2008-07-25 / Front Page

Killer Current Claims Another Victim

Ripped From Beach, Body Reportedly Found Wednesday
By Howard Schwach

A16-year-old Jamaica teen, swimming with friends in the rough, hurricane-driven surf off Beach 116 Street, drowned on Friday afternoon, despite the efforts of lifeguards and several hours of searches by tired divers, helicopters and launches.

A spent scuba diver exits the water. With waves running high and a rip current running, the water was dangerous even for experienced divers. A spent scuba diver exits the water. With waves running high and a rip current running, the water was dangerous even for experienced divers. The teen, identified by family as Tiara Coaxum, a budding basketball star for Thomas Edison High School in Jamaica, was in the water with another teen, Carla Amaza, 16, when, eyewitnesses say, the two began to founder in the growing waves and were drawn out from the beach.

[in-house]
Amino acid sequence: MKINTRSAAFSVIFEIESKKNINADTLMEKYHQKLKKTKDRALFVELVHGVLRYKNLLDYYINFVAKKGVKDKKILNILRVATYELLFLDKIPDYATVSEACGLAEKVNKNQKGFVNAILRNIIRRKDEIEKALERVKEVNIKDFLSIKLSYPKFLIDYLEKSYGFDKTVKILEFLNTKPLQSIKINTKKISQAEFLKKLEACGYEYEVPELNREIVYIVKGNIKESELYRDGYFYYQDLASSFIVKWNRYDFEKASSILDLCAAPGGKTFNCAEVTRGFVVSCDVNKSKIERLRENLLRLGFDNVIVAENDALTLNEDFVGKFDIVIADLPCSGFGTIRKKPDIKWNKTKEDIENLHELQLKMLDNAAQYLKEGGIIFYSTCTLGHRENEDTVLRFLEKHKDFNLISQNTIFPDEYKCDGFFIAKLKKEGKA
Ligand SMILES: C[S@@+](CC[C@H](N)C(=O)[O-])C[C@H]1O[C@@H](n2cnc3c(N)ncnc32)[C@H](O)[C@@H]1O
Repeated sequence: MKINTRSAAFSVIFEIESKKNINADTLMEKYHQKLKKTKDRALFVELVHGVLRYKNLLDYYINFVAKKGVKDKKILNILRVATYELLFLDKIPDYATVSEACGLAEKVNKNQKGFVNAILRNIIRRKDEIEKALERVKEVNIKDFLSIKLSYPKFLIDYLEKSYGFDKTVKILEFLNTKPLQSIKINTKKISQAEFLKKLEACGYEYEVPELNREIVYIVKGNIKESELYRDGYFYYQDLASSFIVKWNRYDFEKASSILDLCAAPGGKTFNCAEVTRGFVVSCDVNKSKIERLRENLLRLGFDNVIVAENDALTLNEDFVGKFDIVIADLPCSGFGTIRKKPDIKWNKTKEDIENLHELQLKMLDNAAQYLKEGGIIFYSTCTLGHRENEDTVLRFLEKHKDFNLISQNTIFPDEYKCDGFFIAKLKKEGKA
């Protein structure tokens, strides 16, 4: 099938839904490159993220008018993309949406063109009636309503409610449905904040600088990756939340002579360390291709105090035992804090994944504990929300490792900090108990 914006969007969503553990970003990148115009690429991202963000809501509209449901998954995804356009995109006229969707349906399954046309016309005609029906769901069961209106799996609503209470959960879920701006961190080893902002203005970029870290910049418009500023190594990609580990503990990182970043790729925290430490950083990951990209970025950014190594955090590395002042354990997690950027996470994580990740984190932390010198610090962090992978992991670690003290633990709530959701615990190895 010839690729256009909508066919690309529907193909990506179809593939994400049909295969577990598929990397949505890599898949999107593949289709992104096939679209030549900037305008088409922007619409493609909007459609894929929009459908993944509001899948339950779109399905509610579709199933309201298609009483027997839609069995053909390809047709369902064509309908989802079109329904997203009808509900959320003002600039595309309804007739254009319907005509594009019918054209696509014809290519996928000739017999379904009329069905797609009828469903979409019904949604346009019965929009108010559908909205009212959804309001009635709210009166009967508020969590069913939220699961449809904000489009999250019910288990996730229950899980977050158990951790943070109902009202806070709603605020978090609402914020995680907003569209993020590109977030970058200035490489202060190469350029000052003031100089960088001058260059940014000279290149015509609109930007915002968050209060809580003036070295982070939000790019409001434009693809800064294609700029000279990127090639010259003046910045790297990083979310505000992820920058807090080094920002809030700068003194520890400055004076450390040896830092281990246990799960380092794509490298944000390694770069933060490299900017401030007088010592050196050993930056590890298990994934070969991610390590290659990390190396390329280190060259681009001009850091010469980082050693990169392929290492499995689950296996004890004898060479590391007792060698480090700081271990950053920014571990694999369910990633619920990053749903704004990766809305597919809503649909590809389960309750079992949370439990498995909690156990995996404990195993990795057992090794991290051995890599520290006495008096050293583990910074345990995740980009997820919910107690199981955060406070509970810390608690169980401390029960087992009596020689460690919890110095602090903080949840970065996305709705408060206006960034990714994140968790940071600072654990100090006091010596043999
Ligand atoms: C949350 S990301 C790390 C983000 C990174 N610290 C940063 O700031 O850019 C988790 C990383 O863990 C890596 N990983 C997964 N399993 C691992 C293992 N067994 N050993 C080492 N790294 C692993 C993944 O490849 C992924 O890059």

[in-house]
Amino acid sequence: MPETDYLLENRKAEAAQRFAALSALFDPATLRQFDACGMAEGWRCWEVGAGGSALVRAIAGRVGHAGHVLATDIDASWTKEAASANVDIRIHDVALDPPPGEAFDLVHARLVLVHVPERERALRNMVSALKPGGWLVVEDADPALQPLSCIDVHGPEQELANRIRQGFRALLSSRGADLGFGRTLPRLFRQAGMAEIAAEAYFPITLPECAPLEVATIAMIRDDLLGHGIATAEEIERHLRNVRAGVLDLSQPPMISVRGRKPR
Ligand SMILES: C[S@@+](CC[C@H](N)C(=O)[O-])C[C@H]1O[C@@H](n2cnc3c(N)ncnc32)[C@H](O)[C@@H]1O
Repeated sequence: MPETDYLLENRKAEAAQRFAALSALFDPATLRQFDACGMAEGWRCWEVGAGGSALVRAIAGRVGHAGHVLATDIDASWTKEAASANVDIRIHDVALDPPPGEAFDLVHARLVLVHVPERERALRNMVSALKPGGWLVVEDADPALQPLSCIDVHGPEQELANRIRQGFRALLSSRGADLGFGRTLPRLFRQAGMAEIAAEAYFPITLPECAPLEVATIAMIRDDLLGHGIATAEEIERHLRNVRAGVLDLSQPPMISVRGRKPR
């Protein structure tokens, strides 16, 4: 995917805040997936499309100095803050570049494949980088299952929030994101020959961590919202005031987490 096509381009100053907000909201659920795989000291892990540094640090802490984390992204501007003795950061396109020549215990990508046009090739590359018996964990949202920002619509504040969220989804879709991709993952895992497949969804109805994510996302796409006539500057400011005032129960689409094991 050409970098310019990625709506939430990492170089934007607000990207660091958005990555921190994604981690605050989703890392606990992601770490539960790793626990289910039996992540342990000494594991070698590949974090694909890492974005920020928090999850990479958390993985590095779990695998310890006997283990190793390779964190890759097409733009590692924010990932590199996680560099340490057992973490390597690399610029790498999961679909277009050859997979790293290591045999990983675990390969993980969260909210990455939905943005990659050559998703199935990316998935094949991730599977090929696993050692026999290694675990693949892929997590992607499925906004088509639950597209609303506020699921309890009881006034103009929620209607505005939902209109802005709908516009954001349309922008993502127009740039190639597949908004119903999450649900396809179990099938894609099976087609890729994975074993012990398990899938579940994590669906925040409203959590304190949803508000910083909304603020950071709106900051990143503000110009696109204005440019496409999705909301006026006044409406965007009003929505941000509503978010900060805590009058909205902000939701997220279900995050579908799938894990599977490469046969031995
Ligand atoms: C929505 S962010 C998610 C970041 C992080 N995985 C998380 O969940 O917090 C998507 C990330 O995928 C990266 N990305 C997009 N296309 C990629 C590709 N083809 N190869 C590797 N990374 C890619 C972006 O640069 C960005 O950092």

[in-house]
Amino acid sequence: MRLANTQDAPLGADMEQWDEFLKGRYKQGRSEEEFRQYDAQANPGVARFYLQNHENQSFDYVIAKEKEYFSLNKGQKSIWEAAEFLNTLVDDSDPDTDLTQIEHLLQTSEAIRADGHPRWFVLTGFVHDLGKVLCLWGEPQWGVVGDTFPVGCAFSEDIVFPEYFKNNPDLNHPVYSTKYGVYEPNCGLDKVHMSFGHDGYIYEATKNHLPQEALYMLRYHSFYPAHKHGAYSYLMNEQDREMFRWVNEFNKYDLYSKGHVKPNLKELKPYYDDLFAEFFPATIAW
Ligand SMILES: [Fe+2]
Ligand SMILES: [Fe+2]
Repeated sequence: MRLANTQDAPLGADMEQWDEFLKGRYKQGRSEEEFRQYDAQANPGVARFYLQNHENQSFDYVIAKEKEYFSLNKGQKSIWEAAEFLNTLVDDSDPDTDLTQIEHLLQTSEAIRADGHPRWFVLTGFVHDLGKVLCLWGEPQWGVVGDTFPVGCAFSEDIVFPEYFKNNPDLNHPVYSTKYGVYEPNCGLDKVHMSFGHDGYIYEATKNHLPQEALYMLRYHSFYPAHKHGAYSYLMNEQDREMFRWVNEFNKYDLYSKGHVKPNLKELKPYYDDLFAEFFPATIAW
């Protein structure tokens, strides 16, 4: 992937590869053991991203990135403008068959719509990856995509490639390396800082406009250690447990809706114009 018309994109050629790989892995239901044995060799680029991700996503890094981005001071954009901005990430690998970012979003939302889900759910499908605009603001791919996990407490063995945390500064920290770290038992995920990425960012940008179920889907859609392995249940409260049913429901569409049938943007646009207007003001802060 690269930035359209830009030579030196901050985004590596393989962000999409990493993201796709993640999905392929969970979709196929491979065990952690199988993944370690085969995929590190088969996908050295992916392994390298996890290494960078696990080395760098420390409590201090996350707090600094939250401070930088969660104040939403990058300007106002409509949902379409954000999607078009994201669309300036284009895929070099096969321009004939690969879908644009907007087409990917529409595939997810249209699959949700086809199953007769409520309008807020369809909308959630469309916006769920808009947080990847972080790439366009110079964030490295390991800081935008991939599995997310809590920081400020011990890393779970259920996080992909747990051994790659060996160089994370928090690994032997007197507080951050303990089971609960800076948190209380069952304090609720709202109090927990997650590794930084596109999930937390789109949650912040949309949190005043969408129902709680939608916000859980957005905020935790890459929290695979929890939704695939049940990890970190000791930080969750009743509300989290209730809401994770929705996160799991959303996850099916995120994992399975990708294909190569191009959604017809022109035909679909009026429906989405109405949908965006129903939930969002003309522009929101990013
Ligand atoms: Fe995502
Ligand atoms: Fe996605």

Several lifeguards sprinted for the water and managed to save Amaza, who told reporters on the beach that the water "kept getting deeper and deeper."

Lifeguards spread out over the area in a human chain, searching for the teen.

A massive response to the incident brought three police helicopters as well as rescue craft from the Coast Guard and the police and fire departments.

Tiara Coaxum died in the raging Rockaway surf. Tiara Coaxum died in the raging Rockaway surf. Scuba divers from both of the city departments made continuing dives in the surf, searching for Coaxum.

A number of the divers came back to shore so spent that they had to be helped from the water by several of their colleagues.

The search went on well into the darkness Friday night and was resumed on Saturday, July 18, to no avail. On Wednesday, however, a body matching the description of the young girl, was recovered off the shore of Fort Tilden. Police would not confirm the identification at press time.